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Can you help give me an explanation why cyclobutane is a puckered molecule, and its oxygen analog oxetane is virtually flat? I need a rationale for this behavior?
 

Graffix

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Correct me if im wrong - Cyclebutane is puckered because all the carbons are SP3 so they want to be 109.5 bond angles but can't be because its arranged in a square, which we know has 90 degree angles on every side. Oxetane is virtually flat because the oxygen has two lone pairs rather than hydrogens so it can flex a bit more to flatten out the ring. And actually the electron groups can push the bond angle to be smaller like they do in H2O which has an actual bond angle of 104.5.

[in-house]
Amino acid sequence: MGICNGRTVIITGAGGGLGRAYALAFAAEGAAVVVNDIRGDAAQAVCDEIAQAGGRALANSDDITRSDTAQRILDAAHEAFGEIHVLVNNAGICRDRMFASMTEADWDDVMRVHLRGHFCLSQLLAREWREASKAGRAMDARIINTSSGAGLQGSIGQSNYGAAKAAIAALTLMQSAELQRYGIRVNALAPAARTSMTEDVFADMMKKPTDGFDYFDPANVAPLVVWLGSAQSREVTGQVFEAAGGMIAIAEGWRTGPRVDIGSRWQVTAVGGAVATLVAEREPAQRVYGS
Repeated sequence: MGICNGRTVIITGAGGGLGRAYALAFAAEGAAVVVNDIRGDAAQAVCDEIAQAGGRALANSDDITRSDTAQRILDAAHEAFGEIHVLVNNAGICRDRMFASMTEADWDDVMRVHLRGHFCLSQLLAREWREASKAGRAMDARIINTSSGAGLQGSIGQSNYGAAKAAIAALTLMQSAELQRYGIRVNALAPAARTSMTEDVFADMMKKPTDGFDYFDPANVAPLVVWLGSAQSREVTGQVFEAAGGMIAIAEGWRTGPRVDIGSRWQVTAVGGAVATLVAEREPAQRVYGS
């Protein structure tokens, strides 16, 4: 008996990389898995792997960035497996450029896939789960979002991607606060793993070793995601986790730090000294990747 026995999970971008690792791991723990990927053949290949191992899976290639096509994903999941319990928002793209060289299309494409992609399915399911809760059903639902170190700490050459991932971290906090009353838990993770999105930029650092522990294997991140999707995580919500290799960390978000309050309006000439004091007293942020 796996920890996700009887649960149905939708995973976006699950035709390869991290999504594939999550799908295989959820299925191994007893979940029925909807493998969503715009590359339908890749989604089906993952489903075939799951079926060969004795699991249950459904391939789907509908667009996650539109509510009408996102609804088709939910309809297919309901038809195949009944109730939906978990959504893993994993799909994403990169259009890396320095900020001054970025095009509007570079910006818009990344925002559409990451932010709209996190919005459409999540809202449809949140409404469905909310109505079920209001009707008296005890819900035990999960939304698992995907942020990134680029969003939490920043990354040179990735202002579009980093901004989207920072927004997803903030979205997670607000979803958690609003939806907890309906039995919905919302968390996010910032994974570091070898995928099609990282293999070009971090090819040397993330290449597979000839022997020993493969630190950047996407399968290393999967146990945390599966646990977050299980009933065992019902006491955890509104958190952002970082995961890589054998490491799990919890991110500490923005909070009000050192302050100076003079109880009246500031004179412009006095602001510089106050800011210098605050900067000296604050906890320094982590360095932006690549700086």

Edit: it would be easier to understand if you made the molecules with a model kit

Edit 2: im wrong.
 
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orgoman22

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Can you help give me an explanation why cyclobutane is a puckered molecule, and its oxygen analog oxetane is virtually flat? I need a rationale for this behavior?
Puckering will slightly increase the internal bond angles, and cause added strain. However, this is more than offset by the relief of steric strain from interactions between neighboring hydrogen atoms, which the planar model imposes. Oxetane which has an oxygen in the ring, or even thietane which has a sulfur in the ring have been shown to be planar. There is no need to pucker. Evidently, when a heteroatom replaces a methylene group...i.e CH2 group, it REDUCES the number of steric interactions. Since steric interactions are reduced, there is little need to change to the puckered conformation. I hope this helps on a challenging Organic Chemistry problem ! I give you a gold star !!!

Dr. Romano